A Band-Aid for newspapers

I think I'm supposed to be overjoyed at this news:

News Corp. CEO Rupert Murdoch just may have stumbled onto a way to save the newspaper business.

According to the Wall Street Journal (which like this blog is published by News Corp.), Murdoch has had talked with Microsoft (MSFT) about a deal in which News Corp. would remove its newspaper content from Google’s (GOOG) search engine, while continuing to include it in Microsoft’s Bing search engine. The story is attributed to “people familiar with the matter.”

The story said the talks are in a very early stage, and might not result in a deal; a key issue is the price Microsoft would pay News Corp. to feature its content, which includes not just Barron’s and the Journal, but also the New York Post, the Sun, the Times of London, the Australian and various other publications. Unclear is whether the deal might also include MySpace and Fox television properties.

This is a little bit like Dorothy and Toto going through 90 minutes of high drama in the "Wizard of Oz." then finding out she only had to click her heels three times to get back to Kansas. After all the non-stop debate over how advertising might or might not support news over the Internet, not to mention and paywalls, non-profit models, etc., the solution all along was an old-fashioned Macy's-v.-Gimbels kind of old-fashioned business war, with Google in the role of Macy's and Microsoft as Gimbels? Talk about your Christmastime miracle on 34th Street!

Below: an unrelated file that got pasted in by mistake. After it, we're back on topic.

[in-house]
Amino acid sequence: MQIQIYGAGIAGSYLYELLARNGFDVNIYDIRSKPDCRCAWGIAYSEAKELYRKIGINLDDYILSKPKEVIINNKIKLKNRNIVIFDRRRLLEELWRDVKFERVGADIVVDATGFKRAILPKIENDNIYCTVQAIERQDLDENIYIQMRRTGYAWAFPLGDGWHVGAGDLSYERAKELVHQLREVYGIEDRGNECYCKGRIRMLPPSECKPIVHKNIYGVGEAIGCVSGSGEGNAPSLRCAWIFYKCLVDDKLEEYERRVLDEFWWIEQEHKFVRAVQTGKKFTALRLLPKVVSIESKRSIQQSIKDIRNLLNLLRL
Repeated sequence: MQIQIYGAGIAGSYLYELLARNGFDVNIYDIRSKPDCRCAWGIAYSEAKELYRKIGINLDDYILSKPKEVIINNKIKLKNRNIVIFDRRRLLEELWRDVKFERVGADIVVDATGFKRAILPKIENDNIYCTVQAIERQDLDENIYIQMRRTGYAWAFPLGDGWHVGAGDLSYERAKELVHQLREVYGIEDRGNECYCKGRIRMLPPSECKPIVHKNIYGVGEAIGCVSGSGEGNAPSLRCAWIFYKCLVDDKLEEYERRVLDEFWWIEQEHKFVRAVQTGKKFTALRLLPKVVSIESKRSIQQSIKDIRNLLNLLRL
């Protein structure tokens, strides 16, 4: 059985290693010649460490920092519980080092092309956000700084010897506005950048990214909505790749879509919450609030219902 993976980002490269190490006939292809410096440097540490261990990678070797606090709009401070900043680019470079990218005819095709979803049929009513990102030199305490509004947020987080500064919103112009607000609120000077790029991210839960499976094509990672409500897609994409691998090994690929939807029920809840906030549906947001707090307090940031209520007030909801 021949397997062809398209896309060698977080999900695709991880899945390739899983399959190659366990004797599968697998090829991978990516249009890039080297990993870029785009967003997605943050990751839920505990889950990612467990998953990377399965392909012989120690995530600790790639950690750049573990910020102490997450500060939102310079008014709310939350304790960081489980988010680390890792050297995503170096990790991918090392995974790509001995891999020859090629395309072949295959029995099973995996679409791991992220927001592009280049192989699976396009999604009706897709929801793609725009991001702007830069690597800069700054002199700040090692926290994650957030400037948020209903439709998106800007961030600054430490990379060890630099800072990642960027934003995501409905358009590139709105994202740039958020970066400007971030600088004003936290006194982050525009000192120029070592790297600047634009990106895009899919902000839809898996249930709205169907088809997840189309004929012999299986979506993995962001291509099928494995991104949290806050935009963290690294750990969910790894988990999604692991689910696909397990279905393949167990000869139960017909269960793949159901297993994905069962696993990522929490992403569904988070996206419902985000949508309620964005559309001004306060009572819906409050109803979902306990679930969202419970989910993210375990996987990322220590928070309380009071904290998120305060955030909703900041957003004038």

In the best-case scenario, a bidding war between Microsoft and Google and maybe other rivals over online newspaper content -- if extended beyond Murdoch's News Corp. to other struggling media outlets -- could keep newsrooms alive for several years and get them over the hump of the financial crisis...

For now, that is. The truth is, these dollars from heaven for online news  are just a Band-Aid, albeit a desperately needed one. This exciting development will only save the business, longterm, if the news companies spend those dollars wisely, by investing in an entirely new eco-system of news, not only more oriented towards the Web as the prime means of delivery but also radicaly different in outlook, built around a community-oriented running conversation and not the old, one-way print-oriented, look-down-on-the-audience dictation that has alienated some former readers and simply bored others.

And to be blunt, the chances are that newspapers would not radically transform the way they do business. Just look at the recent changes at the Washington Post, where the old-fashioned way of doing things is still in charge, even with everything that's happened in the news business over the last decade and all the promises that radical change is around the corner. Because this Microsoft-Google money, if it indeed exists, can and most likely will vanish just as quickly as it appeared.  And then what? Newspapers that wallow in their old ways will now have squandered our last chance to save ourselves.

Four years ago, I wrote this about newspapers:

If we don't change, we will die - and it will be our fault.

Nothing has changed since then. And if the Microsoft-News Corp. deal is simply the newspaper version of "cash for clunkers," it will be more true than ever.